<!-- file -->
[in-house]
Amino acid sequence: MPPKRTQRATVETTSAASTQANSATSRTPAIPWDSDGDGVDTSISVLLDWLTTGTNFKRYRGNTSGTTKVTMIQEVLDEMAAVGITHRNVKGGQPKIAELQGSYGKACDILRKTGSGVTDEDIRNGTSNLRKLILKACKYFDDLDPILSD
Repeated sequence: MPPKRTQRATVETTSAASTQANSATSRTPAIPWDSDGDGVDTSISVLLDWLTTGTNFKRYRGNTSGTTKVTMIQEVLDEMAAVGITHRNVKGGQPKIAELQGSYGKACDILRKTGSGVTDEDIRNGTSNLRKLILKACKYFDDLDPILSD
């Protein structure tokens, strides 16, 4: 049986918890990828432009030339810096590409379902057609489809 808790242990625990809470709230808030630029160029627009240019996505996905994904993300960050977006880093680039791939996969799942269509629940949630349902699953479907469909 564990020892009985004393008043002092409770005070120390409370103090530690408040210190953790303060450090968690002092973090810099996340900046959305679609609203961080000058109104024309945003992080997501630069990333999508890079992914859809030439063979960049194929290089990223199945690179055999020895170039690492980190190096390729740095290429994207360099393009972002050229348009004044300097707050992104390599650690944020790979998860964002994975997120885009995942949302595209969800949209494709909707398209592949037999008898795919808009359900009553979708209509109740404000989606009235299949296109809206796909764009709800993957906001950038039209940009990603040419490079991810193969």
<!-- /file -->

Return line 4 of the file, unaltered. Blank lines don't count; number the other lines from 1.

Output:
């Protein structure tokens, strides 16, 4: 049986918890990828432009030339810096590409379902057609489809 808790242990625990809470709230808030630029160029627009240019996505996905994904993300960050977006880093680039791939996969799942269509629940949630349902699953479907469909 564990020892009985004393008043002092409770005070120390409370103090530690408040210190953790303060450090968690002092973090810099996340900046959305679609609203961080000058109104024309945003992080997501630069990333999508890079992914859809030439063979960049194929290089990223199945690179055999020895170039690492980190190096390729740095290429994207360099393009972002050229348009004044300097707050992104390599650690944020790979998860964002994975997120885009995942949302595209969800949209494709909707398209592949037999008898795919808009359900009553979708209509109740404000989606009235299949296109809206796909764009709800993957906001950038039209940009990603040419490079991810193969």